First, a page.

For the Birds: Pileated Woodpecker - Largest in North America

Saturday, November 4, 2023

Male Pileated - note red mustache.
Photo by Craig Kerns
By Christine Southwick

We in the Pacific Northwest are enamored with “our” large and impressive black, white, and red Pileated Woodpeckers. In North America only the Imperial and the Ivory-billed woodpeckers were larger, and both of those are presumed extinct.

Pileated Woodpeckers are 16-19 inches tall with a wingspan up to 30 inches across. With their red cap, roller-coaster undulating flight, and usually loud call preceding their arrival at your suet feeder, these are impressive birds.

They are non-migratory, can live to be 12 years old, and stay with the same partner, only replacing a mate due to their partner’s death. They have a very large territory which they defend all year long.

Father and son drinking at birdbath.
Photo by Craig Kerns
Fortunately, as long as humans leave large dead or dying trees (called snags) for Pileated Woodpeckers to use for nesting, and roosting, we should be able to keep these magnificent woodpeckers viable.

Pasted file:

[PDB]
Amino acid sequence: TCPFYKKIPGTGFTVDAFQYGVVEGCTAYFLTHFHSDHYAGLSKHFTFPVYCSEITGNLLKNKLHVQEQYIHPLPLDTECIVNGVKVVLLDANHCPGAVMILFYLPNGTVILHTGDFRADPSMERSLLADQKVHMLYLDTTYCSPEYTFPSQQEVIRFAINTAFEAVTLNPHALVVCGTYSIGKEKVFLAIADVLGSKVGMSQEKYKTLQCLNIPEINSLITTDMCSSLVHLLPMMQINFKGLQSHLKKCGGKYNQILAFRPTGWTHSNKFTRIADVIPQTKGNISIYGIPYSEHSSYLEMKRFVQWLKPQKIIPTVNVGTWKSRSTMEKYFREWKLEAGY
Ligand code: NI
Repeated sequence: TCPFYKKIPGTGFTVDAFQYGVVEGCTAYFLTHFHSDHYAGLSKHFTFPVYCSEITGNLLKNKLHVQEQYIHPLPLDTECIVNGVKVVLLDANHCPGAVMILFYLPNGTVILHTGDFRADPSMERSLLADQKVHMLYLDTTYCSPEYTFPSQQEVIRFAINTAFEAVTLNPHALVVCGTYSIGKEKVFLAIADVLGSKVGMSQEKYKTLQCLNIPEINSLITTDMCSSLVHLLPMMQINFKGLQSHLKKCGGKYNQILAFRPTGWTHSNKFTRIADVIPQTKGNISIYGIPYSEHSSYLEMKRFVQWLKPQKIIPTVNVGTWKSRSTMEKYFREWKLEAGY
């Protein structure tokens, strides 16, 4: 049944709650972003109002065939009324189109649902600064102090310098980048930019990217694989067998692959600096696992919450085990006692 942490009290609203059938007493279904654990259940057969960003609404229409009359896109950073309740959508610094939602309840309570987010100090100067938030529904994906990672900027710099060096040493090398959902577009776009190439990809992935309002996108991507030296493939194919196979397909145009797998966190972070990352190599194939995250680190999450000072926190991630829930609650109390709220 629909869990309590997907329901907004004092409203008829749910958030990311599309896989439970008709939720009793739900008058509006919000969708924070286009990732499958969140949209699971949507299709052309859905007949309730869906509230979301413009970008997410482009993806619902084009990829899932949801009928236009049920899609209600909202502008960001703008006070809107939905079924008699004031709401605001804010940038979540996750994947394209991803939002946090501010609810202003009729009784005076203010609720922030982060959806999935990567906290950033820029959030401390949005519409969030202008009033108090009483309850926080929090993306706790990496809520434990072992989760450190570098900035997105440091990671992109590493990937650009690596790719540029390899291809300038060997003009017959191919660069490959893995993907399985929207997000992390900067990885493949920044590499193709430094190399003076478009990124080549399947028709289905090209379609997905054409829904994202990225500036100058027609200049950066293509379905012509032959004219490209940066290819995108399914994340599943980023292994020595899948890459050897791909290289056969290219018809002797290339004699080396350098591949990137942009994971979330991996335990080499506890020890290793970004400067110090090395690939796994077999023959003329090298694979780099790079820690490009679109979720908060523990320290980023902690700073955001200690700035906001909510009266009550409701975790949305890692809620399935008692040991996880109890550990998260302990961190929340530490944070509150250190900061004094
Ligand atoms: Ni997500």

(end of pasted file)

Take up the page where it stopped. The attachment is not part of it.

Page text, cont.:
Pileated Woodpeckers are found across much of the US and Canada, wherever stands of large diameter deciduous and evergreen trees are found and the dead trees are allowed to remain.

Mother bringing son to suet feeder.
Photo by Craig Kerns
Dead or dying trees are the housing needed for these large birds. Indeed, these birds are so large that the mated pair sleep in separate cavities due to how large a hole would be needed to accommodate two adult Pileated Woodpeckers.

Creating a nesting hole for the three to five offspring can take 3-6 weeks, be 10-24 inches deep, and has an oblong opening. Both parents help make the nest cavity, with the male doing the heavy work, and the female mostly completing the finishing touches.

Carpenter ants are their primary food, followed by beetle larvae, termites, spruce budworm, and other wood boring insects. They help make our forest healthier. They also eat blackberries and elderberries and have been known to eat apples in the wintertime.

Female -note black mustache.
Photo by Yokari Yoshioka
Being insect eaters, they will gladly eat suet all year long, and teach their young to use suet feeders. What a delight it is to watch these awkward punk-headed youngsters first being fed that suet, and then trying to retrieve it themselves.

I call them punk-headed because their topknot sticks up in unruly fashion, and is a pinkish-not-quite red. Next spring their head covering (the pilum) will be that brilliant red. Even the red mustache that identifies the males from the females is that lighter color the first season.

Put out suet where you can see it and watch for these magnificent birds. You will be pleased that you did so.


Anonymous,  November 4, 2023 at 8:17 AM  

Thank you Christine for this great article. ❤️

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